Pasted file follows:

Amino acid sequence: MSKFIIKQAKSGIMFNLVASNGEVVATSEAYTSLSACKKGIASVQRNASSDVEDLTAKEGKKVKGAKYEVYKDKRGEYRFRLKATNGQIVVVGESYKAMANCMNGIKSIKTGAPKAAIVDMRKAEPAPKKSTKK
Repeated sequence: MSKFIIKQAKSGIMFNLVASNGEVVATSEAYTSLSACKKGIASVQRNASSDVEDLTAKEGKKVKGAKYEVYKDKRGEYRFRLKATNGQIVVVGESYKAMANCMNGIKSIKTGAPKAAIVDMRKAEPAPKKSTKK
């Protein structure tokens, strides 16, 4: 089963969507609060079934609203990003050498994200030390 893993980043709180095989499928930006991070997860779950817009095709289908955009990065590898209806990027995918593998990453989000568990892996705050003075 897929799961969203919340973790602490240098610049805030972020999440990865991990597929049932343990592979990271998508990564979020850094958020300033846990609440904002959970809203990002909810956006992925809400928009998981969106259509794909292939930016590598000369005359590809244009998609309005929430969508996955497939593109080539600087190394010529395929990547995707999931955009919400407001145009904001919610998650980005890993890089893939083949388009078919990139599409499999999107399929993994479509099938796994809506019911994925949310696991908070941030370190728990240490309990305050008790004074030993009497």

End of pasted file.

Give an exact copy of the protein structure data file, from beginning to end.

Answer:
Amino acid sequence: MSKFIIKQAKSGIMFNLVASNGEVVATSEAYTSLSACKKGIASVQRNASSDVEDLTAKEGKKVKGAKYEVYKDKRGEYRFRLKATNGQIVVVGESYKAMANCMNGIKSIKTGAPKAAIVDMRKAEPAPKKSTKK
Repeated sequence: MSKFIIKQAKSGIMFNLVASNGEVVATSEAYTSLSACKKGIASVQRNASSDVEDLTAKEGKKVKGAKYEVYKDKRGEYRFRLKATNGQIVVVGESYKAMANCMNGIKSIKTGAPKAAIVDMRKAEPAPKKSTKK
């Protein structure tokens, strides 16, 4: 089963969507609060079934609203990003050498994200030390 893993980043709180095989499928930006991070997860779950817009095709289908955009990065590898209806990027995918593998990453989000568990892996705050003075 897929799961969203919340973790602490240098610049805030972020999440990865991990597929049932343990592979990271998508990564979020850094958020300033846990609440904002959970809203990002909810956006992925809400928009998981969106259509794909292939930016590598000369005359590809244009998609309005929430969508996955497939593109080539600087190394010529395929990547995707999931955009919400407001145009904001919610998650980005890993890089893939083949388009078919990139599409499999999107399929993994479509099938796994809506019911994925949310696991908070941030370190728990240490309990305050008790004074030993009497």